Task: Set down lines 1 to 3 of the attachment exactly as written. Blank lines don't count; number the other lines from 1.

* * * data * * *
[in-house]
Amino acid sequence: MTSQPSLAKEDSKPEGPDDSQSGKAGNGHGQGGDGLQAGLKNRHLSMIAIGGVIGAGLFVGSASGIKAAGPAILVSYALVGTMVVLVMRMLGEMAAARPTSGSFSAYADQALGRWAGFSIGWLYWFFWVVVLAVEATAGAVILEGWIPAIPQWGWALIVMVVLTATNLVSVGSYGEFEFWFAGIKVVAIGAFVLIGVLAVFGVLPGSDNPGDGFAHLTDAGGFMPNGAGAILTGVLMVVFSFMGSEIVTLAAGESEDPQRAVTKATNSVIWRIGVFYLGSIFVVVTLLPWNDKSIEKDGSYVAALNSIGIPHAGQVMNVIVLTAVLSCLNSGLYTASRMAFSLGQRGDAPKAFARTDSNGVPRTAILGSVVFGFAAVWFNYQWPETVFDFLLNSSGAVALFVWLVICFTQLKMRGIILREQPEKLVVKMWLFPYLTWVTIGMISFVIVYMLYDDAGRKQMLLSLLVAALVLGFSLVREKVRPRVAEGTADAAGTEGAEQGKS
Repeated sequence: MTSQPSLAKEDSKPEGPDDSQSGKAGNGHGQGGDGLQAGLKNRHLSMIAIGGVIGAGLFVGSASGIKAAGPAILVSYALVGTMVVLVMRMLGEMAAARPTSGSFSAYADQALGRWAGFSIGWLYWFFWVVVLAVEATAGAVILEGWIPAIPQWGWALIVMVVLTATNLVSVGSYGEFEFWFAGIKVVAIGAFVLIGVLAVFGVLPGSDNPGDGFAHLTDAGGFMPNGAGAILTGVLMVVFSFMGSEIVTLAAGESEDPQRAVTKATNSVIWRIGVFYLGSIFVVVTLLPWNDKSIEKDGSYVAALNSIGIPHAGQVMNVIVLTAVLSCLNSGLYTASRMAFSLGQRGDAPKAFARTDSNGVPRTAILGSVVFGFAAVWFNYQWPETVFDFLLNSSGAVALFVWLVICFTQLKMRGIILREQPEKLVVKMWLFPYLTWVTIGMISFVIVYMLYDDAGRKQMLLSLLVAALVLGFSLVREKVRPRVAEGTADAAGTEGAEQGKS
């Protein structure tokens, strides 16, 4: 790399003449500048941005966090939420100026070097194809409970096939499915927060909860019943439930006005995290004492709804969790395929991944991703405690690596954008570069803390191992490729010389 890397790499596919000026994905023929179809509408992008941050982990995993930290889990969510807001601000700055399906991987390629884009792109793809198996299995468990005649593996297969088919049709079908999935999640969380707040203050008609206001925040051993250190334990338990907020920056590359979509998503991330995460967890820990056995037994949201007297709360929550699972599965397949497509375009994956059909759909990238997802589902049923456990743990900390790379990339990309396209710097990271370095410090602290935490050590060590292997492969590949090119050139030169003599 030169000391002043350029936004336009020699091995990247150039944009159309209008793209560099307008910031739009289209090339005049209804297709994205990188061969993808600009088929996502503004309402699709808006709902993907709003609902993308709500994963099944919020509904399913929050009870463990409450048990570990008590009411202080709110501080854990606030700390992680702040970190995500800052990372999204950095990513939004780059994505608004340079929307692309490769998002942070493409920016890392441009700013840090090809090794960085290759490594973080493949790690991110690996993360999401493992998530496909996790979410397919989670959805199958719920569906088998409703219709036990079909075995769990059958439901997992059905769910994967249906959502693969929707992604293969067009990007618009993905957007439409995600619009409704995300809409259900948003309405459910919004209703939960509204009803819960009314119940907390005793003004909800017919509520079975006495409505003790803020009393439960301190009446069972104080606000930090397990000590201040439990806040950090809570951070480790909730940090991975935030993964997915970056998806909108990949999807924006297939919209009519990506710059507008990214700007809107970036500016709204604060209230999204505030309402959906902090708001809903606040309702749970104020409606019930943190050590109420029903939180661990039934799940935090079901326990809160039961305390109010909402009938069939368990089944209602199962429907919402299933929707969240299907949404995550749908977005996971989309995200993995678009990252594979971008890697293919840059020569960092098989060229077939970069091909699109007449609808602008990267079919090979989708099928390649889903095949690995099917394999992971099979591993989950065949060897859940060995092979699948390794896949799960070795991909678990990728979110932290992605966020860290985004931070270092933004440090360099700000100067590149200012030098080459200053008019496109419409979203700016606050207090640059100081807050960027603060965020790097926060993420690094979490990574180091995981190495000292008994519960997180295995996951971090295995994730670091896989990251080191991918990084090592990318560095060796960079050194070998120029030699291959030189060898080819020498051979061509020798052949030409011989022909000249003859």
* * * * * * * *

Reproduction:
[in-house]
Amino acid sequence: MTSQPSLAKEDSKPEGPDDSQSGKAGNGHGQGGDGLQAGLKNRHLSMIAIGGVIGAGLFVGSASGIKAAGPAILVSYALVGTMVVLVMRMLGEMAAARPTSGSFSAYADQALGRWAGFSIGWLYWFFWVVVLAVEATAGAVILEGWIPAIPQWGWALIVMVVLTATNLVSVGSYGEFEFWFAGIKVVAIGAFVLIGVLAVFGVLPGSDNPGDGFAHLTDAGGFMPNGAGAILTGVLMVVFSFMGSEIVTLAAGESEDPQRAVTKATNSVIWRIGVFYLGSIFVVVTLLPWNDKSIEKDGSYVAALNSIGIPHAGQVMNVIVLTAVLSCLNSGLYTASRMAFSLGQRGDAPKAFARTDSNGVPRTAILGSVVFGFAAVWFNYQWPETVFDFLLNSSGAVALFVWLVICFTQLKMRGIILREQPEKLVVKMWLFPYLTWVTIGMISFVIVYMLYDDAGRKQMLLSLLVAALVLGFSLVREKVRPRVAEGTADAAGTEGAEQGKS
Repeated sequence: MTSQPSLAKEDSKPEGPDDSQSGKAGNGHGQGGDGLQAGLKNRHLSMIAIGGVIGAGLFVGSASGIKAAGPAILVSYALVGTMVVLVMRMLGEMAAARPTSGSFSAYADQALGRWAGFSIGWLYWFFWVVVLAVEATAGAVILEGWIPAIPQWGWALIVMVVLTATNLVSVGSYGEFEFWFAGIKVVAIGAFVLIGVLAVFGVLPGSDNPGDGFAHLTDAGGFMPNGAGAILTGVLMVVFSFMGSEIVTLAAGESEDPQRAVTKATNSVIWRIGVFYLGSIFVVVTLLPWNDKSIEKDGSYVAALNSIGIPHAGQVMNVIVLTAVLSCLNSGLYTASRMAFSLGQRGDAPKAFARTDSNGVPRTAILGSVVFGFAAVWFNYQWPETVFDFLLNSSGAVALFVWLVICFTQLKMRGIILREQPEKLVVKMWLFPYLTWVTIGMISFVIVYMLYDDAGRKQMLLSLLVAALVLGFSLVREKVRPRVAEGTADAAGTEGAEQGKS